Konstantin Vasilyevich Kuznetsov

Konstantin Kuznetsov (1886–1943), Russian draughtsman, engraver, painter, illustrator, designer. Cousin of artist Leonid Ovsyannikov. Studied at the School of Drawing of the Society for the Encouragement of the Arts in St Petersburg. Worked for the Caucasian branch of the Russian Telegraph Agency. Illustrated and designed children's books in Moscow.
Born: 1886, Pochinok (Nizhny Novgorod Province)
Died: 1943, Moscow

Draughtsman, engraver, painter, illustrator, designer. Cousin of Leonid Ovsyannikov. Born in the family of a timber rafter called Vasily Kuznetsov in the village of Pochinok in Nizhny Novgorod Province (1886). Worked as a clerk in the local timber industry and attended private grammar school (1900s). Studied engraving independently and took private lessons from Leonid Ovsyannikov (1900s). Moved to St Petersburg, where he enrolled at the Psychoneurological Research Institute and studied at the School of Drawing of the Society for the Encouragement of the Arts (1910–14). Devised his own method of engraving on cardboard. Drew caricatures of actors in theatrical programmes and designed homemade toys (1910–13). Published drawings in New Satyricon (1913). Forced by illness to move to Moscow (1913), Crimea and Pyatigorsk (mid-1910s). Headed the department of glass printing at the Caucasian branch of the Russian Telegraph Agency (late 1910s–early 1920s). Lived in Moscow (from 1922). Took part in an expedition to Novaya Zemlya and the coast of the Arctic Ocean (1923). Collaborated with magazines and publishing houses (1924–43). Illustrated Yakov Meksin’s The Monstrous Mosquito (1924), The Filtchering Feline (1925), The Construction Site (1926), How Papa Carried Tanya (1926), The Little Grey Ducky (1927), Hurly Burly (1928), He Who Dares Eats (1928), Tsar Kartaus (1928), Hang On, Keep Up (1929), Homespun Inventions (1930), Tatties (1930) and Zinka’s Pictures (1930) and Agnia Barto’s The Pioneer (1926), The Toys (1936), Little Stars in the Forest (1936), Two Jotters (1941) and The Torch (1944). Designed over two hundred books, including Vitaly Bianchi’s Mokhnach (1927), Leo Tolstoy’s Filipok (1929), Mikhail Ruderman’s Subbotnik (1931), Alexander Yermakov’s Volodya Yermakov (1935), Hans Christian Andersen’s The Nightingale (1936), Mikhail Lermontov’s Taman (1937), Konstantin Paustovsky’s Summer Days (1937) and The Residents of the Old House (1941), Alexander Pushkin’s The Tale of the Golden Cockerel (1937), The Tale of Tsar Saltan (1939) and Ruslan and Lyudmila (1943), Sergei Aksakov’s The Scarlet Flower (1938), Samuel Marshak’s The Tale of the Silly Little Mouse (1938), Nikolai Nekrasov’s Sasha (1938), Arkady Gaidar’s The Drummer’s Fate (1938, 1939), Mikhail Prishvin’s Tales (1938) and The Fox’s Bread (1941) and Pavel Bazhov’s The Malachite Casket (1944). Headed the children’s art circle of the department for the propaganda of the children’s book at the Museum of Public Education of the RSFSR (first half of 1930s). Collaborated with Ekaterina Sonnenstrahl on I Am A Printer (1932) and illustrated such books and collections of fairytales as Russian Folktales (1935), The Little Speckled Hen (1936), The Magic Swan Geese (1937), The Kolobok (1937), Little Sister Fox and the Grey Wolf (1937), The Turnip (1938), The Fir Tree (1941), New Year (1943), The Winterland Animals (1944) and The Frog Princess (1944). Lithographed works published by the engraving studio of the Moscow Fellowship of Artists, including the fairytales Ivan Tsarevitch and the Grey Wolf, Ivan the Cow’s Son, The Apples of Youth and The Water of Life and Sivka-Burka (1930s), the Old Rus cycle of drawings (1933) and works on the theme of the Spanish Civil War (1936–39). Drew cartoons for Vladimir Nemolyaev’s Doctor Dolittle (1938) and Panteleimon Sazonov’s Hit the Beater (1940) and created the humorous series Brehm Inside Out (1939–40) and The Adventures of Babai (1942–43). Died in Moscow (1943). Contributed to exhibitions (from 1910). Contributed to the exhibitions of the Fellowship of Independents (1910–17), I State Free Exhibition of Works of the Arts at the Palace of the Arts (former Winter Palace) in Petrograd (1919), Unification (OBIS) at the History Museum in Moscow (1925), First Exhibition of Graphic Art at the House of Printing in Moscow (1926), Russian Xylography Over Ten Years (1917–27) at the Russian Museum in Leningrad (1927), New Means of Manual Printing in Polygraphic Production at the Tretyakov Gallery in Moscow (1933), Exhibition of Soviet Coloured Engraving in the State Museum of New Western Art at 21 Kropotkin Street in Moscow (1937), All-Union Exhibition of Children’s Literature and Children’s Book Illustrations at Vsekokhudozhnik in Moscow (1938), Internationale Buchkunst Ausstellung at the Museum der bildenden Künste in Leipzig (1927), Graphic Art of the USSR in Helsinki, Tallinn, Tartu, Stockholm and Gothenburg (1934), Soviet Graphic Art Exhibition at the Bloomsbury Gallery in London (1938), Exhibition of Soviet Graphic Art in the ACA Gallery at 52 West 8th Street in New York (1940) and memorial exhibitions in Moscow (1949) and Yoshkar-Ola (2011).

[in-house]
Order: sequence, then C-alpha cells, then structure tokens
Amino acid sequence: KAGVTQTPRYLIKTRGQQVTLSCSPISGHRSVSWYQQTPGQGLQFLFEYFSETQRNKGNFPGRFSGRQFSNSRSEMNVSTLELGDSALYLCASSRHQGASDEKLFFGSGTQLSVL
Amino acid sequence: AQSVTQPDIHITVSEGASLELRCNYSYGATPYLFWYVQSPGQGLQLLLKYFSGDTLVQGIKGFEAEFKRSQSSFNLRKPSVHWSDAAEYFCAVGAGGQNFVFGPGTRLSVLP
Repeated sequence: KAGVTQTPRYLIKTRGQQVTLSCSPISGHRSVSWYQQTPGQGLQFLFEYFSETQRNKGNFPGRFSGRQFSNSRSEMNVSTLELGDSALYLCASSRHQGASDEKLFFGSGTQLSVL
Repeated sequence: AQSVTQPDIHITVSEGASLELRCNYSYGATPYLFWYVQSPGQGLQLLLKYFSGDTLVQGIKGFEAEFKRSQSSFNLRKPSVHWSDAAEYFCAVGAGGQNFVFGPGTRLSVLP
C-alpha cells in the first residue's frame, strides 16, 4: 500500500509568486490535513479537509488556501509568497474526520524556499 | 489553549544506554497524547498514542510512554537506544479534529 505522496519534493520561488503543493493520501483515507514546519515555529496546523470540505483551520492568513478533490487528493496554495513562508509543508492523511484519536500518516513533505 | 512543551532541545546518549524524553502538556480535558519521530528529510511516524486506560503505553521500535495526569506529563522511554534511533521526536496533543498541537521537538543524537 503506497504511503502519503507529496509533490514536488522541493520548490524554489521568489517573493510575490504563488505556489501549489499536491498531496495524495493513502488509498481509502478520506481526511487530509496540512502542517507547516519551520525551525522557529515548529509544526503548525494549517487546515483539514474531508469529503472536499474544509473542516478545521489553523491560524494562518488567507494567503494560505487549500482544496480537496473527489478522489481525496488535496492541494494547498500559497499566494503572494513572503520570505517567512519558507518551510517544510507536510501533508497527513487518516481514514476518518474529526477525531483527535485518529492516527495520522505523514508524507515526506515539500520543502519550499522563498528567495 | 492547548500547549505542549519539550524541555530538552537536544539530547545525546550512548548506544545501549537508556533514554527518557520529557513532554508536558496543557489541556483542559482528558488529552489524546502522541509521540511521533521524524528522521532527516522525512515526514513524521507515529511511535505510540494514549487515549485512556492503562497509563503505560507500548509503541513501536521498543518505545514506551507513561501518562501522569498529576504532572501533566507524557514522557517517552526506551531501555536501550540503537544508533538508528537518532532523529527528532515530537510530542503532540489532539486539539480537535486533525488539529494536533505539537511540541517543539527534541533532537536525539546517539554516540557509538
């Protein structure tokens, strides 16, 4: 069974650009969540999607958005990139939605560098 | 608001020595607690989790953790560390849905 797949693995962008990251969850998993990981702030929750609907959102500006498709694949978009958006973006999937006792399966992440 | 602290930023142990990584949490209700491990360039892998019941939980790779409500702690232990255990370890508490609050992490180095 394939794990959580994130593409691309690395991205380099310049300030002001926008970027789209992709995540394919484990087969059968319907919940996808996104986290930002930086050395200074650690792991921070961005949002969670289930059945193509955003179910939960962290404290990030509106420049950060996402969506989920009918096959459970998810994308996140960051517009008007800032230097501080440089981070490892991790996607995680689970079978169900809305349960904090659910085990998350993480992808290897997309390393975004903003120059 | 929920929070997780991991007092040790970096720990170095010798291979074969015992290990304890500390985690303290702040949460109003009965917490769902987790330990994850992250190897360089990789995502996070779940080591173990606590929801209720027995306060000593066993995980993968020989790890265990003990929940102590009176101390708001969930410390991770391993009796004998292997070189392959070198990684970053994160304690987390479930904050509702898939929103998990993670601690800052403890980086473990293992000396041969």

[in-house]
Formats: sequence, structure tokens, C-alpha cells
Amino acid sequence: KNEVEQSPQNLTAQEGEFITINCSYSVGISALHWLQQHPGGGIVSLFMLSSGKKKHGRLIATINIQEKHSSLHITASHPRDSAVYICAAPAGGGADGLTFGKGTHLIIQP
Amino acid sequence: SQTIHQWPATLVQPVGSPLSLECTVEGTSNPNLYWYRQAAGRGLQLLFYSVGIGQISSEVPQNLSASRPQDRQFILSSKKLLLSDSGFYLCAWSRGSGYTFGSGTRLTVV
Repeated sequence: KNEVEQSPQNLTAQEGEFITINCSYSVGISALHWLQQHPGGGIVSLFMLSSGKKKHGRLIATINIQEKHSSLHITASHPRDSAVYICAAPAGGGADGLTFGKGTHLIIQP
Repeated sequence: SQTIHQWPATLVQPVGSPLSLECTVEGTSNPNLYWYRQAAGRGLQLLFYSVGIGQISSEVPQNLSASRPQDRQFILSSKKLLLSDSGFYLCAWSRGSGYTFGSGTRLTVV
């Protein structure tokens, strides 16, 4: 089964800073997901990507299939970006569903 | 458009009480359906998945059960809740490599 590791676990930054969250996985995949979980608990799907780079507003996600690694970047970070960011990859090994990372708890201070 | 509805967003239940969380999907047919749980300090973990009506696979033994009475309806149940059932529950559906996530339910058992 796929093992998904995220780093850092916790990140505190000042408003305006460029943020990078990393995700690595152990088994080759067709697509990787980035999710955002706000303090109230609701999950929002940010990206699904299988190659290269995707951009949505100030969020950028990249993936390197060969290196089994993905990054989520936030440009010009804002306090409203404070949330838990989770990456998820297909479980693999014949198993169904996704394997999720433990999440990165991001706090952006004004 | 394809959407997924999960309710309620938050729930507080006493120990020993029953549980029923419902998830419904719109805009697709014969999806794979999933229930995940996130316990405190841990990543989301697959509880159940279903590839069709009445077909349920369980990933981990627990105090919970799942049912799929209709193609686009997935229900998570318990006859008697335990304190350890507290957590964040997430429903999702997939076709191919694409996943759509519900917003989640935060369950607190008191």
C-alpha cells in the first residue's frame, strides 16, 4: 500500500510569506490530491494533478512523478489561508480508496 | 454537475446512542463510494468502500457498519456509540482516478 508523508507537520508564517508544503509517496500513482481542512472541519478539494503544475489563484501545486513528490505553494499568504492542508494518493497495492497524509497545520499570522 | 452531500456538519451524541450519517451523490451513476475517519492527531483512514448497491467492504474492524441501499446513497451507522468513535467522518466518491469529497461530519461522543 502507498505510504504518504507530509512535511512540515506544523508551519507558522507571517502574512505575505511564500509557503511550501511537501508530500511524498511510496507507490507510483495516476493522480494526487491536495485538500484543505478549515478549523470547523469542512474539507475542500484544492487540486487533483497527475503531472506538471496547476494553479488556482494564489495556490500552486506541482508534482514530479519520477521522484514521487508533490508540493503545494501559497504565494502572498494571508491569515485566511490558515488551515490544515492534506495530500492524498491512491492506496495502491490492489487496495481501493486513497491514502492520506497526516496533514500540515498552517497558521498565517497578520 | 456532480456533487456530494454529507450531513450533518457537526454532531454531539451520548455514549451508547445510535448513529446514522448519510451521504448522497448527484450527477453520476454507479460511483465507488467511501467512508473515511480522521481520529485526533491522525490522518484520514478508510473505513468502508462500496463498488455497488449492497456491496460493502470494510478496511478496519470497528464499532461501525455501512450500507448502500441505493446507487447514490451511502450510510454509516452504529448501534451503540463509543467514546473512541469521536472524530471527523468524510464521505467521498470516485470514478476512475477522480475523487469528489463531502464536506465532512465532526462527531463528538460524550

Random articles